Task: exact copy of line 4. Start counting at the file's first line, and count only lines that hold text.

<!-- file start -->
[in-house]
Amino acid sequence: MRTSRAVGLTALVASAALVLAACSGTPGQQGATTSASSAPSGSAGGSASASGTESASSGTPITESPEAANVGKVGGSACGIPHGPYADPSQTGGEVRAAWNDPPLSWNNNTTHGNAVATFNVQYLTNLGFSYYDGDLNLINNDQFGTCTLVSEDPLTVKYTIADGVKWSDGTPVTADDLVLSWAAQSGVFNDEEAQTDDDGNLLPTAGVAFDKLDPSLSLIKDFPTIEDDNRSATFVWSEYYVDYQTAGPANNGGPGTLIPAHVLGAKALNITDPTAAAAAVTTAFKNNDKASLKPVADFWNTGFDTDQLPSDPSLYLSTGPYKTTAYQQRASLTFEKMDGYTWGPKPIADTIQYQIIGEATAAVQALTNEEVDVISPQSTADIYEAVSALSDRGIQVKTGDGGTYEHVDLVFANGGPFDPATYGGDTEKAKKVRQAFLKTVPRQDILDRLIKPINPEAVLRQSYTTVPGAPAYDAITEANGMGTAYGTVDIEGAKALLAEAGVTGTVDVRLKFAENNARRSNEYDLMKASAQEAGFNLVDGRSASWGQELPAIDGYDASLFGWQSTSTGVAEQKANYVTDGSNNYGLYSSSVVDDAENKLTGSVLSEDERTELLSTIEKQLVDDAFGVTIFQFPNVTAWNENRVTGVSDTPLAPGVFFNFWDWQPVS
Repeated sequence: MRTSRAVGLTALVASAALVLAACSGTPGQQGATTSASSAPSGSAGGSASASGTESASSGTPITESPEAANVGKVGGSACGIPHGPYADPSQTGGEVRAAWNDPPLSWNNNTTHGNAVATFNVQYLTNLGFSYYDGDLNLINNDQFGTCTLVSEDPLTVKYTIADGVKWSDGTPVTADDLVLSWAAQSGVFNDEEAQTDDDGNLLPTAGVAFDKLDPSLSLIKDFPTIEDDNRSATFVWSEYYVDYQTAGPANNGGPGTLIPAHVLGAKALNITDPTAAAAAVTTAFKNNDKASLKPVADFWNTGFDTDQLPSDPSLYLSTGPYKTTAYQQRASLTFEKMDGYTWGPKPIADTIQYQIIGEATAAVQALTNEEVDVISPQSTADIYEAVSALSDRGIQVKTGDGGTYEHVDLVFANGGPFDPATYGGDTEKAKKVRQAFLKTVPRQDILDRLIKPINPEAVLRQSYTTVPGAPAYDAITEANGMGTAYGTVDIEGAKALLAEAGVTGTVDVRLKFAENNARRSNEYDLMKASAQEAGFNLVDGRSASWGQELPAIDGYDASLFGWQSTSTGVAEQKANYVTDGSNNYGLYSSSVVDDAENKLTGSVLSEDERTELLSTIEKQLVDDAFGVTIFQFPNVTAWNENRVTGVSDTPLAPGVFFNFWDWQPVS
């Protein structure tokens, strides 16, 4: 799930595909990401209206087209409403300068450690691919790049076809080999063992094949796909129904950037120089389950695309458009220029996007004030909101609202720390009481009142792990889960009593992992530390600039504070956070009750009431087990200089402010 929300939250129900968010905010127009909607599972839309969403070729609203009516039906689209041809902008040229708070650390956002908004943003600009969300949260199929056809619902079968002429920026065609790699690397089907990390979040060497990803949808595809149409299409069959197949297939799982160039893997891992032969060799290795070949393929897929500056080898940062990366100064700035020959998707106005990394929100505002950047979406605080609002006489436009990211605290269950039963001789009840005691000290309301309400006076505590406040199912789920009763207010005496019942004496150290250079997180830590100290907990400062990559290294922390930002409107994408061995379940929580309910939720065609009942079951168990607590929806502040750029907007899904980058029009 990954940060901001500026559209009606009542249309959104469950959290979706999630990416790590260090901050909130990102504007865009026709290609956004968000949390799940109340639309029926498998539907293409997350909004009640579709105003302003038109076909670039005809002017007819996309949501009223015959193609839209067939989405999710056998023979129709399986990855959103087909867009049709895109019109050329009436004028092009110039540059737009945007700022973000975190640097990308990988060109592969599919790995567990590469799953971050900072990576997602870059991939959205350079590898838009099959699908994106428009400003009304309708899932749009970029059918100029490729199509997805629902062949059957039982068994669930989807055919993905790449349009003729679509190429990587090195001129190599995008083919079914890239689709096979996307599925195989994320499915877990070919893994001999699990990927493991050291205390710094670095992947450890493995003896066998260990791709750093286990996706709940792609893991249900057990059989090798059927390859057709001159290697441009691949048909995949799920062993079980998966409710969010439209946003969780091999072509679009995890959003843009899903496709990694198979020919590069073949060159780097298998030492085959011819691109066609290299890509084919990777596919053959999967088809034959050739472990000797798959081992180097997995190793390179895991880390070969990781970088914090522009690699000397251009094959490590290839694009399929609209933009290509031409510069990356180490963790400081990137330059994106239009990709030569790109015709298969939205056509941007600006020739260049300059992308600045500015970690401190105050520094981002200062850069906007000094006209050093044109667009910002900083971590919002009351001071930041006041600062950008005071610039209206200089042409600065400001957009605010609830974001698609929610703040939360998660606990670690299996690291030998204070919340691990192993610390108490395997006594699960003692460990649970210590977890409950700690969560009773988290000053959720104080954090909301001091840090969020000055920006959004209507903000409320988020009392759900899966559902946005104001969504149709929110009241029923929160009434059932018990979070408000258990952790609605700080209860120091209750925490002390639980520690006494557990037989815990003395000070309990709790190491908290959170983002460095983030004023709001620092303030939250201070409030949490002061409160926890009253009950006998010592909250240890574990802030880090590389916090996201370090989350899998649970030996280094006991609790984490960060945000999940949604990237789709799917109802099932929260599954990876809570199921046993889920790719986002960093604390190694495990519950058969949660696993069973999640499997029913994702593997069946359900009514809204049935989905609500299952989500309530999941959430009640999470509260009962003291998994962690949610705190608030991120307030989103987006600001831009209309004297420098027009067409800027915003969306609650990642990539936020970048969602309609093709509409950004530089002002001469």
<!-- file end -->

């Protein structure tokens, strides 16, 4: 799930595909990401209206087209409403300068450690691919790049076809080999063992094949796909129904950037120089389950695309458009220029996007004030909101609202720390009481009142792990889960009593992992530390600039504070956070009750009431087990200089402010 929300939250129900968010905010127009909607599972839309969403070729609203009516039906689209041809902008040229708070650390956002908004943003600009969300949260199929056809619902079968002429920026065609790699690397089907990390979040060497990803949808595809149409299409069959197949297939799982160039893997891992032969060799290795070949393929897929500056080898940062990366100064700035020959998707106005990394929100505002950047979406605080609002006489436009990211605290269950039963001789009840005691000290309301309400006076505590406040199912789920009763207010005496019942004496150290250079997180830590100290907990400062990559290294922390930002409107994408061995379940929580309910939720065609009942079951168990607590929806502040750029907007899904980058029009 990954940060901001500026559209009606009542249309959104469950959290979706999630990416790590260090901050909130990102504007865009026709290609956004968000949390799940109340639309029926498998539907293409997350909004009640579709105003302003038109076909670039005809002017007819996309949501009223015959193609839209067939989405999710056998023979129709399986990855959103087909867009049709895109019109050329009436004028092009110039540059737009945007700022973000975190640097990308990988060109592969599919790995567990590469799953971050900072990576997602870059991939959205350079590898838009099959699908994106428009400003009304309708899932749009970029059918100029490729199509997805629902062949059957039982068994669930989807055919993905790449349009003729679509190429990587090195001129190599995008083919079914890239689709096979996307599925195989994320499915877990070919893994001999699990990927493991050291205390710094670095992947450890493995003896066998260990791709750093286990996706709940792609893991249900057990059989090798059927390859057709001159290697441009691949048909995949799920062993079980998966409710969010439209946003969780091999072509679009995890959003843009899903496709990694198979020919590069073949060159780097298998030492085959011819691109066609290299890509084919990777596919053959999967088809034959050739472990000797798959081992180097997995190793390179895991880390070969990781970088914090522009690699000397251009094959490590290839694009399929609209933009290509031409510069990356180490963790400081990137330059994106239009990709030569790109015709298969939205056509941007600006020739260049300059992308600045500015970690401190105050520094981002200062850069906007000094006209050093044109667009910002900083971590919002009351001071930041006041600062950008005071610039209206200089042409600065400001957009605010609830974001698609929610703040939360998660606990670690299996690291030998204070919340691990192993610390108490395997006594699960003692460990649970210590977890409950700690969560009773988290000053959720104080954090909301001091840090969020000055920006959004209507903000409320988020009392759900899966559902946005104001969504149709929110009241029923929160009434059932018990979070408000258990952790609605700080209860120091209750925490002390639980520690006494557990037989815990003395000070309990709790190491908290959170983002460095983030004023709001620092303030939250201070409030949490002061409160926890009253009950006998010592909250240890574990802030880090590389916090996201370090989350899998649970030996280094006991609790984490960060945000999940949604990237789709799917109802099932929260599954990876809570199921046993889920790719986002960093604390190694495990519950058969949660696993069973999640499997029913994702593997069946359900009514809204049935989905609500299952989500309530999941959430009640999470509260009962003291998994962690949610705190608030991120307030989103987006600001831009209309004297420098027009067409800027915003969306609650990642990539936020970048969602309609093709509409950004530089002002001469």